Plymouth Friends Meetinghouse

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Plymouth Friends Meetinghouse
Plymouth Friends Meetinghouse, HABS Photograph
Plymouth Friends Meetinghouse is located in Philadelphia
Plymouth Friends Meetinghouse
Plymouth Friends Meetinghouse is located in Pennsylvania
Plymouth Friends Meetinghouse
Plymouth Friends Meetinghouse is located in the United States
Plymouth Friends Meetinghouse
LocationCorner of Germantown Pike and Butler Pike, Plymouth Meeting, Pennsylvania
Coordinates40°6′8″N 75°16′48″W / 40.10222°N 75.28000°W / 40.10222; -75.28000Coordinates: 40°6′8″N 75°16′48″W / 40.10222°N 75.28000°W / 40.10222; -75.28000
Area5 acres (2.0 ha)
Architectural styleColonial
NRHP reference #71000714[1]
Significant dates
Added to NRHPFebruary 18, 1971
Designated PHMCMay 15, 1955[2]

Plymouth Friends Meetinghouse is a historic Quaker meeting house located at the corner of Germantown Pike and Butler Pike in Plymouth Meeting, Montgomery County, Pennsylvania. It is part of the Plymouth Meeting Historic District, and was added to the National Register of Historic Places in 1971.[1]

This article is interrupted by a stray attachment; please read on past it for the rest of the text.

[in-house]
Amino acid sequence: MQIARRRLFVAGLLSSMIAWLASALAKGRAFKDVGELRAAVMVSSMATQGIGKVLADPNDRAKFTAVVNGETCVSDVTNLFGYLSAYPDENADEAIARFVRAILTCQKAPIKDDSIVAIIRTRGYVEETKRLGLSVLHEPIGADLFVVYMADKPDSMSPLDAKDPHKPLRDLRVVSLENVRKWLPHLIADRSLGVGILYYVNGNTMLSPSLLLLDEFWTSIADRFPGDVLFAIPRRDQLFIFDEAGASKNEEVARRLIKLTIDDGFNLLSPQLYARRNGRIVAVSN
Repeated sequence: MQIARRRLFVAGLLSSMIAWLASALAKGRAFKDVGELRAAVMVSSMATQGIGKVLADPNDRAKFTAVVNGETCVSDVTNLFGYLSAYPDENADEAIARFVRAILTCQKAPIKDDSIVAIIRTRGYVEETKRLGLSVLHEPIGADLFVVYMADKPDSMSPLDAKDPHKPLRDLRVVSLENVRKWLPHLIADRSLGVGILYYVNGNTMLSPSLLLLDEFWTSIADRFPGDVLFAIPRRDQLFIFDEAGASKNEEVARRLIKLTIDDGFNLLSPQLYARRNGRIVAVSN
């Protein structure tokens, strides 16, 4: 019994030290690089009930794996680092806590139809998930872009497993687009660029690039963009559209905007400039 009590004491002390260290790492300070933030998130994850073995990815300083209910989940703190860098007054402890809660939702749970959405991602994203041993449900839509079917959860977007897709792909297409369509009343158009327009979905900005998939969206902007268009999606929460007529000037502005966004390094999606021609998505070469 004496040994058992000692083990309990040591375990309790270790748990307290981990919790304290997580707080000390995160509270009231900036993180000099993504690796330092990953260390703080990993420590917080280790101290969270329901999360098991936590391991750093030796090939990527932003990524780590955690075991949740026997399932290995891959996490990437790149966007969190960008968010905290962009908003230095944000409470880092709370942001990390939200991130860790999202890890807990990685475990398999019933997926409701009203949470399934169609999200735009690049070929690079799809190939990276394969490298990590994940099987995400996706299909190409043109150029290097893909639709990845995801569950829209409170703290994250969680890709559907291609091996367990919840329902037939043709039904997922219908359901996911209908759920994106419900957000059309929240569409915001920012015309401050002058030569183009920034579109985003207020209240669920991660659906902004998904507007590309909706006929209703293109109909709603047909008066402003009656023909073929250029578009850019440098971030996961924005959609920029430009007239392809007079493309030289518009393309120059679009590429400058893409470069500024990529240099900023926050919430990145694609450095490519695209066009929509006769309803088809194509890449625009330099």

It was built in 1708, and is constructed of native limestone. A wing was added in 1780, and the interior was rebuilt in 1867 following a fire. The porch was also added in 1867, and a rear wing added in 1945.

During the American Revolutionary War, the building served as a temporary military hospital. Troops under the Marquis de Lafayette camped on the grounds prior to the May 20, 1778 Battle of Barren Hill. The meeting house was a hub of activity during the Underground Railroad. Lucretia Mott lectured across the street at Abolition Hall, and is known to have attended the meeting. Artist and teacher Thomas Hovenden (1840-1895) was a member of the meeting and is buried in the adjacent cemetery.[3]

Plymouth Meeting Friends School is under the care of the meeting and is located on site.

Several scenes in the historical novel The Quakeress (1905) by Max Adler take place in the meetinghouse.


  1. ^ a b National Park Service (2010-07-09). "National Register Information System". National Register of Historic Places. National Park Service.
  2. ^ "PHMC Historical Markers". Historical Marker Database. Pennsylvania Historical & Museum Commission. Retrieved December 30, 2013.
  3. ^ "National Historic Landmarks & National Register of Historic Places in Pennsylvania" (Searchable database). CRGIS: Cultural Resources Geographic Information System. Note: This includes Helen Reichart Mirras (December 1969). "National Register of Historic Places Inventory Nomination Form: Plymouth Friends Meetinghouse" (PDF). Retrieved 2012-05-24.